Islet cell cancer: A rare but highly treatable type of pancreatic cancer that begins in the cells of the pancreas that produce insulin and other hormones. Islet cell cancer can cause the pancreas to produce too much insulin or other hormones. When this happens, the patient may feel weak or dizzy and may have chills, muscle spasms, and diarrhea as well as pain in the stomach or abdomen. Islet cell cancer is also called islet cell carcinoma.
The pancreas has two basic jobs. It produces digestive juices that help break down (digest) food, and hormones (such as insulin) that regulate how the body stores and uses food. The area of the pancreas that produces digestive juices is called the exocrine pancreas. About 95% of all pancreatic cancers arise in the exocrine pancreas. The hormone-producing area of the pancreas has special cells called islet cells and is called the endocrine pancreas. Only about 5% of pancreatic cancers start here.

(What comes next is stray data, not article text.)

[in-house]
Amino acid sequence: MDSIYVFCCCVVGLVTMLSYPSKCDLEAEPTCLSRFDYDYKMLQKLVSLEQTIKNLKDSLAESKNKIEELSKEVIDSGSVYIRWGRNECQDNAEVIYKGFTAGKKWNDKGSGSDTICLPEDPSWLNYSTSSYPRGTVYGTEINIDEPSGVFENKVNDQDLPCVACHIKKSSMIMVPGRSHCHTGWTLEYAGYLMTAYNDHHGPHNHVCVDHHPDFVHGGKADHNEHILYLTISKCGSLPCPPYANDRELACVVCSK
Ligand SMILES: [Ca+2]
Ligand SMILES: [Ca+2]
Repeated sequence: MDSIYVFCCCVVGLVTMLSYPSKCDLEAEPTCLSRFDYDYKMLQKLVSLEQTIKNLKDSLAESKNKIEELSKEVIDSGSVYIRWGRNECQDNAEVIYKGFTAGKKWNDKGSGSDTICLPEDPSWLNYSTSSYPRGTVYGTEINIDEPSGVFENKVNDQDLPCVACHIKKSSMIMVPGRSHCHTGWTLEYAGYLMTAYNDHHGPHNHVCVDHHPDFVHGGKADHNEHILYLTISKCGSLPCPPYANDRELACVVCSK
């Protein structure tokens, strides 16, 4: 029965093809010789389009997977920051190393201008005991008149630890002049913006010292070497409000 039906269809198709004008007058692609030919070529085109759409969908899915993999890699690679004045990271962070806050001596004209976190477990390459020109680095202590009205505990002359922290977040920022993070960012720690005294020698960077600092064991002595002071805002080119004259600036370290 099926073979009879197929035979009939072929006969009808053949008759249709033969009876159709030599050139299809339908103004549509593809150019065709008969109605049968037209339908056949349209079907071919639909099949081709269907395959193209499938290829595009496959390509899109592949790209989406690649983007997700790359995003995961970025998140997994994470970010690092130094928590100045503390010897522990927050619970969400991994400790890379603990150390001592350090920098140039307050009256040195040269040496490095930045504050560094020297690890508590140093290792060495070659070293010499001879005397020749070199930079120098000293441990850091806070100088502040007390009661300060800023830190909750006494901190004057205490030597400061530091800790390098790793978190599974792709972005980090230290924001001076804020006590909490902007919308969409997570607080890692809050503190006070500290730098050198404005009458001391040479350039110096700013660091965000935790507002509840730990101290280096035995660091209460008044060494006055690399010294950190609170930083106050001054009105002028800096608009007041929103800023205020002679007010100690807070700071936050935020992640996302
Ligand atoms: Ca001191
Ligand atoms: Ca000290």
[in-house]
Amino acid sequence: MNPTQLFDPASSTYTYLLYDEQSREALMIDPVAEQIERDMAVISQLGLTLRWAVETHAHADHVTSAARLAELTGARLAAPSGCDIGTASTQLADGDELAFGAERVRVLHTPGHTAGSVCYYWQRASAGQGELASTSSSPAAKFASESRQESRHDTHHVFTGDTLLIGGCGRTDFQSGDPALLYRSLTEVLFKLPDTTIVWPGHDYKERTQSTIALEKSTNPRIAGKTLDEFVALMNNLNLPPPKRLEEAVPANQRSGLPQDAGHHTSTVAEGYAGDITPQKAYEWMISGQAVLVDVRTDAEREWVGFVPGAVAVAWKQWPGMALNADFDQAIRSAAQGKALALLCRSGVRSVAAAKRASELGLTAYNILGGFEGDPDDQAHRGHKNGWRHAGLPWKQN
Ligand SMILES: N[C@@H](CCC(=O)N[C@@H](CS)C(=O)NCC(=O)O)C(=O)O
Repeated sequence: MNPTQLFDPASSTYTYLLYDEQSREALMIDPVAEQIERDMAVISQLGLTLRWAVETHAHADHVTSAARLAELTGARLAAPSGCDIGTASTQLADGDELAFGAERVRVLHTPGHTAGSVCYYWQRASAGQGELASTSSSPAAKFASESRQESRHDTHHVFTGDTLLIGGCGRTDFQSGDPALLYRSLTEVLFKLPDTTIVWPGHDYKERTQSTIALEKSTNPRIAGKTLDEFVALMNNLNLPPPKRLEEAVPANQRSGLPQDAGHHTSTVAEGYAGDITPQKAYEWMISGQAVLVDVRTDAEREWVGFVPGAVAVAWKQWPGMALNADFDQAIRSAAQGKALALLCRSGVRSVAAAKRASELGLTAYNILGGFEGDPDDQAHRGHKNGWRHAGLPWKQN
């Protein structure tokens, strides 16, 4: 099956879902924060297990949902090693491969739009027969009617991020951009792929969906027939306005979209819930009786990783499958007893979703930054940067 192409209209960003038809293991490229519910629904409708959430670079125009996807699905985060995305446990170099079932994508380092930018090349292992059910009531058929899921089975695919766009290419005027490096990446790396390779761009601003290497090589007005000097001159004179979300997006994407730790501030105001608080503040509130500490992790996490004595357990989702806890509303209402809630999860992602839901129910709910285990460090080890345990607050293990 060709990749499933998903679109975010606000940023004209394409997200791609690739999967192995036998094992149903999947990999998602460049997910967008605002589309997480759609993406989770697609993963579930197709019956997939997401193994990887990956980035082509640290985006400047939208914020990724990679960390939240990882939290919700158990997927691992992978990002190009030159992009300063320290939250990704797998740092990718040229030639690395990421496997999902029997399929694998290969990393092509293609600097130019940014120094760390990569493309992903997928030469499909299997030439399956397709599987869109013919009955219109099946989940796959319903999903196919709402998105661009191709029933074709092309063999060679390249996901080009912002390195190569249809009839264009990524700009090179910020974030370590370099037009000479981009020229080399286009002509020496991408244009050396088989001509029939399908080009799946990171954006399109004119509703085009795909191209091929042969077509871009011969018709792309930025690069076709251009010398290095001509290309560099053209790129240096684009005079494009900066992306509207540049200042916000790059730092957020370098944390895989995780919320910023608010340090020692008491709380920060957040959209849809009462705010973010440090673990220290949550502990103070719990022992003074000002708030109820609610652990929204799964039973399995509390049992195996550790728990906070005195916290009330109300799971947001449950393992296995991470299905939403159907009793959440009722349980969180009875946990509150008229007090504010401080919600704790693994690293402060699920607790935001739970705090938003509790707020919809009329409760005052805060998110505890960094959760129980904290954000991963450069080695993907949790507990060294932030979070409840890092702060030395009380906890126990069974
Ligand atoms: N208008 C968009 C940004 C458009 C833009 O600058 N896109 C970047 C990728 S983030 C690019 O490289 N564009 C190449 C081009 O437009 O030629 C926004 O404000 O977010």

Islet cell cancers that make hormones are called functioning tumors. Other islet cell cancers do not make hormones and are called nonfunctioning tumors. The majority of functioning tumors that produce insulin are benign. By contrast, 90% of nonfunctioning tumors are malignant. Many islet cell cancers are nonfunctional and produce symptoms from tumor bulk or metastases.
There are several cell types in the pancreatic islet cells (alpha, beta, delta, A, B, C, D, E). The term islet cell carcinoma therefore refers to at least five distinct cancers including gastrinoma, insulinoma, and glucagonoma:
Insulinomas -- are characterized by hypoglycemia (low blood sugar) caused by inappropriate secretion of insulin by the tumor. These tumors may occur alone or as part of a MEN (multiple endocrine neoplasia) syndrome.